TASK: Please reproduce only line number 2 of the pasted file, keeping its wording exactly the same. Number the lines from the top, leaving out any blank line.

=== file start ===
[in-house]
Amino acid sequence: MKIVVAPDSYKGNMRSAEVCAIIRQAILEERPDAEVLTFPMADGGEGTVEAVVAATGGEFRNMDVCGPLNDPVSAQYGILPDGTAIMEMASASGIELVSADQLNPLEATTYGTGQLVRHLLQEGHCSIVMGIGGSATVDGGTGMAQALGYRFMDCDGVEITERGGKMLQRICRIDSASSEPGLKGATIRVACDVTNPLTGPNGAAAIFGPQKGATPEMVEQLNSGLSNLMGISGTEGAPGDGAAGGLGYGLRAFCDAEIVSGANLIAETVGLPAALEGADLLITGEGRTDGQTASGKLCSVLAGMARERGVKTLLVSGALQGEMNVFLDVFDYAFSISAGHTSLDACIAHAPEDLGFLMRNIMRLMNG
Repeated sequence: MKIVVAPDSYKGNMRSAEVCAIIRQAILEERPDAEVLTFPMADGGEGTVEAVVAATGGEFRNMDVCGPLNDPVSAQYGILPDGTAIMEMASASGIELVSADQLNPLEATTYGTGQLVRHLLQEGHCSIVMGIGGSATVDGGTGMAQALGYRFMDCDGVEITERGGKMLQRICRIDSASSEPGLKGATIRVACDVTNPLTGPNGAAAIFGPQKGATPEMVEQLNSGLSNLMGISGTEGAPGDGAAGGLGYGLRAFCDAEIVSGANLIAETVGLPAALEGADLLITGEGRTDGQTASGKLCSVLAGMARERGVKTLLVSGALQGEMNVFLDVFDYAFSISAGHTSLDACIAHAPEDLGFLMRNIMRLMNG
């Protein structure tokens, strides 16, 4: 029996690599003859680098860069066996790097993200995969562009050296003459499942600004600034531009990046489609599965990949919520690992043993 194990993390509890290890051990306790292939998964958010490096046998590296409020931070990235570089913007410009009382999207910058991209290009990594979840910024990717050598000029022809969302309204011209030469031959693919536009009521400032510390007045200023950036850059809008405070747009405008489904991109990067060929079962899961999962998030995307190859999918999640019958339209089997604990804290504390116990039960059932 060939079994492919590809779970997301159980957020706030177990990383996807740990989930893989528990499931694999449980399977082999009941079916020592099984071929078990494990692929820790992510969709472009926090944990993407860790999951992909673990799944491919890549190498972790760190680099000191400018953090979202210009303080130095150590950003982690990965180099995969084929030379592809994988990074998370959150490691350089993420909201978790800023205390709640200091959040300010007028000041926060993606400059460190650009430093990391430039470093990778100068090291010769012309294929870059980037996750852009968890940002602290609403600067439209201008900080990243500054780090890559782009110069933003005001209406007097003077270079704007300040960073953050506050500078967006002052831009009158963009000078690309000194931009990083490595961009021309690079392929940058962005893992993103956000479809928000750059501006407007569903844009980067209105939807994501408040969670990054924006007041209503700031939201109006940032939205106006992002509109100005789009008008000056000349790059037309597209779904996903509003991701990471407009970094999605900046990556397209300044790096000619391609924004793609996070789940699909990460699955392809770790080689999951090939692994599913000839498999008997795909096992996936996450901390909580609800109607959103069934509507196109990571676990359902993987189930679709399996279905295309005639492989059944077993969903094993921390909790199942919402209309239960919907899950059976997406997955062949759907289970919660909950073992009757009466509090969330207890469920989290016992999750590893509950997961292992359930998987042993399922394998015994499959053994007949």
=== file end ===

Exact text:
Amino acid sequence: MKIVVAPDSYKGNMRSAEVCAIIRQAILEERPDAEVLTFPMADGGEGTVEAVVAATGGEFRNMDVCGPLNDPVSAQYGILPDGTAIMEMASASGIELVSADQLNPLEATTYGTGQLVRHLLQEGHCSIVMGIGGSATVDGGTGMAQALGYRFMDCDGVEITERGGKMLQRICRIDSASSEPGLKGATIRVACDVTNPLTGPNGAAAIFGPQKGATPEMVEQLNSGLSNLMGISGTEGAPGDGAAGGLGYGLRAFCDAEIVSGANLIAETVGLPAALEGADLLITGEGRTDGQTASGKLCSVLAGMARERGVKTLLVSGALQGEMNVFLDVFDYAFSISAGHTSLDACIAHAPEDLGFLMRNIMRLMNG